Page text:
When I look back at the books I loved as a child I think of the books by Judy Blume, Dr. Seuss, and Laura Ingalls Wilder. I think of Charlie and the Chocolate Factory and the poetry of Shel Silverstein. I think of the classics and think of getting lost in a world of fairy tales, myths, legends, and folklore.
And then there is the Newberry Medal Winner The Hundred Dresses by Eleanor Estes.
Even as a little girl I was a bit of a fashionista. I played dress up and adored my Barbies. I even made clothes for my paper dolls.
The Hundred Dresses is about two classmates and besties, Maddie and Peggy. Wanda Petronski is their classmate.
Wanda has a funny last name, lives in a scary place called Boggins Heights, and her family is very poor, not exactly a recipe for popularity.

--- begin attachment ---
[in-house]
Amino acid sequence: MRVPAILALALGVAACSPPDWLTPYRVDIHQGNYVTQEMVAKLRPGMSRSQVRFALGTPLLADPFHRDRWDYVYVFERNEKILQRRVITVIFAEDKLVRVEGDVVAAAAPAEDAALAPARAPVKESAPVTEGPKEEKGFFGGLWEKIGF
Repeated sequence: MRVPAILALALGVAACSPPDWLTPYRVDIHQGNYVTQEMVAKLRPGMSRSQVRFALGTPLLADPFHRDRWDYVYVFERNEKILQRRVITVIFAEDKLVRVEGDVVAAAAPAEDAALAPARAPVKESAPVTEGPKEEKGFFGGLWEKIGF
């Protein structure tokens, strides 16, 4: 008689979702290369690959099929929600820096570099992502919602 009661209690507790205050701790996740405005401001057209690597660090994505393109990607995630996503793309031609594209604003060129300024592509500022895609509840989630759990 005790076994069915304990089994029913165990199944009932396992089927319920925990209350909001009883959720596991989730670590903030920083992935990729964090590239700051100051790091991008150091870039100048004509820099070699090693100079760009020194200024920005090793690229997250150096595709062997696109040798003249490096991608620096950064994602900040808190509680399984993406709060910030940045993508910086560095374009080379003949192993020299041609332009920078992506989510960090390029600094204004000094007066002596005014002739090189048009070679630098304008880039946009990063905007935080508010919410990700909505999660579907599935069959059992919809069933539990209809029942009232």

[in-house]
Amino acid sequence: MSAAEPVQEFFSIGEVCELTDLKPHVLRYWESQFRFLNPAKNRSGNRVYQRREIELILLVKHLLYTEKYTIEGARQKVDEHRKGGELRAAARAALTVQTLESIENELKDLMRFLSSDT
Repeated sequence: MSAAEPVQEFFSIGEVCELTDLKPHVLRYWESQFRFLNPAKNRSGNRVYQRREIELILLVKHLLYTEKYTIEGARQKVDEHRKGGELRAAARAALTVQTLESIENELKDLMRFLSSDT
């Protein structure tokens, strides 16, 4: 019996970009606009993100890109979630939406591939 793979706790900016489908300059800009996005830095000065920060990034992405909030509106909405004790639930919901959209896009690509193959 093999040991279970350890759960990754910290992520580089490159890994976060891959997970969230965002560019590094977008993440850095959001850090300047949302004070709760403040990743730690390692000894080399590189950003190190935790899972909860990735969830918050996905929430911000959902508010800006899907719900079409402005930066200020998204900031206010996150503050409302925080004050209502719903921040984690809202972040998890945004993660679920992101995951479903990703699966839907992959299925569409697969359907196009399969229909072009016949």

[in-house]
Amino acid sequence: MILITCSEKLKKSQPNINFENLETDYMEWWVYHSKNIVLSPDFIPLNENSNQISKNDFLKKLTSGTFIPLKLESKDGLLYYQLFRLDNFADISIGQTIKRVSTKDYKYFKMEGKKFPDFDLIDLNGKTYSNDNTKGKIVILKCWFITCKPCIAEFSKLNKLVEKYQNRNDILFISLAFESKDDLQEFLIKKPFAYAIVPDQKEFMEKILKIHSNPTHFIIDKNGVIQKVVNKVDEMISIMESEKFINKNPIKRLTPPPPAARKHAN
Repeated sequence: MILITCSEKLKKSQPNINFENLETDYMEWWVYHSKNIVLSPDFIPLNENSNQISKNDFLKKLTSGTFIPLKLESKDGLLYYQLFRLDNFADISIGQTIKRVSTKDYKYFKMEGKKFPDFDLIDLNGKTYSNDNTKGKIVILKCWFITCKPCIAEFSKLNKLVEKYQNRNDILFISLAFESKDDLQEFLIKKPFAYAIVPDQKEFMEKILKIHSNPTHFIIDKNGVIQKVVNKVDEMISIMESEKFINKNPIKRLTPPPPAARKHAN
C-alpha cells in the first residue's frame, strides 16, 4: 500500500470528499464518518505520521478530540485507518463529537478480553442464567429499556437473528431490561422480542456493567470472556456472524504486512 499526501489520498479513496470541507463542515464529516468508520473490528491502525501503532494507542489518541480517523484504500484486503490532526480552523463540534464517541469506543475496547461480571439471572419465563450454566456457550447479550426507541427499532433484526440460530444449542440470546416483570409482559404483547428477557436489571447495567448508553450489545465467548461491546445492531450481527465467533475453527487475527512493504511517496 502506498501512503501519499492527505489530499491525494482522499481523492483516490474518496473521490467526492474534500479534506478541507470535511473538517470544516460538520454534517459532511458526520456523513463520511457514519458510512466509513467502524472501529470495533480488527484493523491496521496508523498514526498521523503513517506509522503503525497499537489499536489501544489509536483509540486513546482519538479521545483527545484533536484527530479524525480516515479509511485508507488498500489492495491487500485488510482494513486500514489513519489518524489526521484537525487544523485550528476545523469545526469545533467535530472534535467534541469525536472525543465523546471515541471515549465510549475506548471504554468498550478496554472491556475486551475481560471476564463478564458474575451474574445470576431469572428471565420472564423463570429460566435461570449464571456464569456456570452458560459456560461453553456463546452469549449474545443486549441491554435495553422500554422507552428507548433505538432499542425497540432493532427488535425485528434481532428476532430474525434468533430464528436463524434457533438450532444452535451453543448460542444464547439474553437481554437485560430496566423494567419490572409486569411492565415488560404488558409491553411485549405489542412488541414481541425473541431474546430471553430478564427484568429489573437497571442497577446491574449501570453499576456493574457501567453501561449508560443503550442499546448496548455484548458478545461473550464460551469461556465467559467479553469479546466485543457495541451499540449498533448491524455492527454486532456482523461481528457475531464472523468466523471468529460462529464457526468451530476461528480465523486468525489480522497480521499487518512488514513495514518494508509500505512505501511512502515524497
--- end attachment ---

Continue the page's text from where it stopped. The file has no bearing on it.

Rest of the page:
Wanda also wears the same raggedy dresseveryday, which her leads her classmates to tease her, including Maddie and Peggy.
Wanda tells her classmates she has a hundred dresses at home. She has to be lying. If this is true why does she wear she wear the same dress? The girls continue to tease Wanda. They are total bullies.
Then one day Wanda isn’t in class. It turns out she won’t be back. The Petronski family are moving.
Soon after the class learns about Wanda’s hundred dresses, conveyed by her creative and artistic talents.
Though released in 1944, The Hundred Dresses is very important book. Bullying still exists and people deemed as different are still demonized.
But on a positive note, The Hundred Dresses is an inspirational tale of how art and creative expression can be an act of healing and human connection.
I loved this book as a child, truly appreciate it as an adult. Estes’s writing is warm and heartfelt. And Louis Slobodkin’s impressionistic illustrations are lovely.
The Hundred Dresses is a tale that endures.